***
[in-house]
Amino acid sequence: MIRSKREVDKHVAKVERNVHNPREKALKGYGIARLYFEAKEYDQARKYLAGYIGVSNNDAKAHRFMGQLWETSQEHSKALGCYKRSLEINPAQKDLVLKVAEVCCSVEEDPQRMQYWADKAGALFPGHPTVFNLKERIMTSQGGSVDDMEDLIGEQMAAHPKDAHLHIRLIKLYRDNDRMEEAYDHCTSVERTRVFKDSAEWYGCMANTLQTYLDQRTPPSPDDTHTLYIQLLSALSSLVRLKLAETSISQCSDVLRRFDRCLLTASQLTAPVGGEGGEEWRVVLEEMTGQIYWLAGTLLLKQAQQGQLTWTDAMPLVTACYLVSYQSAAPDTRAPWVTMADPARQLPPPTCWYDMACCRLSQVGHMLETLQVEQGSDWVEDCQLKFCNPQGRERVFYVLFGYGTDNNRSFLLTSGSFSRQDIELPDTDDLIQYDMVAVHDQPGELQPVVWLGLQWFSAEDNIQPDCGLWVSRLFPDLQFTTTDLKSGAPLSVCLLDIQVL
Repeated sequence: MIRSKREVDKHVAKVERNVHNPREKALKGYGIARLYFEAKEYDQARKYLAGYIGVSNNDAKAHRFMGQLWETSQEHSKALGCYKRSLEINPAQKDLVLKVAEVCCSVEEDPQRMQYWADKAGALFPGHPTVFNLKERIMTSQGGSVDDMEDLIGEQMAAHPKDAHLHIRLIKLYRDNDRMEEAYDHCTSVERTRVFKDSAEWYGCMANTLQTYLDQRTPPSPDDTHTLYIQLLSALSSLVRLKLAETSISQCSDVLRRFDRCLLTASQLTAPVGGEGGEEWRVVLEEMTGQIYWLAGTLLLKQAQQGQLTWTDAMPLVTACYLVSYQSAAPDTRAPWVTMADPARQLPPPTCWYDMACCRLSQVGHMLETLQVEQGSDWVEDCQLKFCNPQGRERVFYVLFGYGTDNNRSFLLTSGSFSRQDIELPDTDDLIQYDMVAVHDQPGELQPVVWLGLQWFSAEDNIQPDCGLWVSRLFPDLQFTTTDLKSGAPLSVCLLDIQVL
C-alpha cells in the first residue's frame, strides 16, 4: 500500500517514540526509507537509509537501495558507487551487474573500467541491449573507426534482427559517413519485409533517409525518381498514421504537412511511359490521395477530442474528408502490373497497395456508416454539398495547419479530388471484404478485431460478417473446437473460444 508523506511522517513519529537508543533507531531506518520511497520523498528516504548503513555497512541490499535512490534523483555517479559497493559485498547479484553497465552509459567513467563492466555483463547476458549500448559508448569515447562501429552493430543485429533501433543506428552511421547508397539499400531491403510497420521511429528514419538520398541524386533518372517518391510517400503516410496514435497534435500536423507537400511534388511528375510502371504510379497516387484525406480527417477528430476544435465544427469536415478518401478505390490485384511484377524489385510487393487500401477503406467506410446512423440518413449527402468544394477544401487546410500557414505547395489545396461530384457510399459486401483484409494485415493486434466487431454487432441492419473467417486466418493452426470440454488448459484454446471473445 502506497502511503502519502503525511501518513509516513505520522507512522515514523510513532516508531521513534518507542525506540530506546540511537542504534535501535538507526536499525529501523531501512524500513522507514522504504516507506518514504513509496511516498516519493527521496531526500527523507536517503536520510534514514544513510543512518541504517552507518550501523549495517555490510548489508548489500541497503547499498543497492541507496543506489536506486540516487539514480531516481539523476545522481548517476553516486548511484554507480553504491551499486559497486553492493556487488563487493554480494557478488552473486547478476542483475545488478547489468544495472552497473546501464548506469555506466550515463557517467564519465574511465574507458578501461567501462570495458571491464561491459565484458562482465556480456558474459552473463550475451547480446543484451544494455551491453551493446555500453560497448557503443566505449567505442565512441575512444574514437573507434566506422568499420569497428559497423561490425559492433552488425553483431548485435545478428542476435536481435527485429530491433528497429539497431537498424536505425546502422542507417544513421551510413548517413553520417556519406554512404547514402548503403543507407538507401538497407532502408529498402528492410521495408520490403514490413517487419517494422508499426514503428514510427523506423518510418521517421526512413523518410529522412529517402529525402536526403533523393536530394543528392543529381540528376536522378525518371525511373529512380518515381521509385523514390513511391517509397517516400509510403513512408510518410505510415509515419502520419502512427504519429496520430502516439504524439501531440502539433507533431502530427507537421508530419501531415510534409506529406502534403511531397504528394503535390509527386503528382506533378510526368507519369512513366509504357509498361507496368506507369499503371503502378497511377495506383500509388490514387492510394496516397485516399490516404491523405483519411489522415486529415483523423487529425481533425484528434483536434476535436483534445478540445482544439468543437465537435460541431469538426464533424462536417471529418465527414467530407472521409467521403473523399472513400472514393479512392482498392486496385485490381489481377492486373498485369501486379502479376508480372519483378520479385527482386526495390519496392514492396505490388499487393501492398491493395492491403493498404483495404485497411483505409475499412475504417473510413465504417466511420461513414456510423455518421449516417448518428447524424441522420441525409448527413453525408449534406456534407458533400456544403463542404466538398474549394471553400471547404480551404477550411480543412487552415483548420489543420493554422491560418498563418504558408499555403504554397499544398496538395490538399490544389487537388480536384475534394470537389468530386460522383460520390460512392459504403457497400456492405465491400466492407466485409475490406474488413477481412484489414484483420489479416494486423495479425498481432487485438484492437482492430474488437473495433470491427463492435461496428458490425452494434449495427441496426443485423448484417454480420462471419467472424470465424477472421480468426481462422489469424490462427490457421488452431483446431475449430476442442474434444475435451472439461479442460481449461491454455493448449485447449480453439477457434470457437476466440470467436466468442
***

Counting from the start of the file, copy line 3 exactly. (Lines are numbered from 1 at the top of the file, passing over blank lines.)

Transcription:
Repeated sequence: MIRSKREVDKHVAKVERNVHNPREKALKGYGIARLYFEAKEYDQARKYLAGYIGVSNNDAKAHRFMGQLWETSQEHSKALGCYKRSLEINPAQKDLVLKVAEVCCSVEEDPQRMQYWADKAGALFPGHPTVFNLKERIMTSQGGSVDDMEDLIGEQMAAHPKDAHLHIRLIKLYRDNDRMEEAYDHCTSVERTRVFKDSAEWYGCMANTLQTYLDQRTPPSPDDTHTLYIQLLSALSSLVRLKLAETSISQCSDVLRRFDRCLLTASQLTAPVGGEGGEEWRVVLEEMTGQIYWLAGTLLLKQAQQGQLTWTDAMPLVTACYLVSYQSAAPDTRAPWVTMADPARQLPPPTCWYDMACCRLSQVGHMLETLQVEQGSDWVEDCQLKFCNPQGRERVFYVLFGYGTDNNRSFLLTSGSFSRQDIELPDTDDLIQYDMVAVHDQPGELQPVVWLGLQWFSAEDNIQPDCGLWVSRLFPDLQFTTTDLKSGAPLSVCLLDIQVL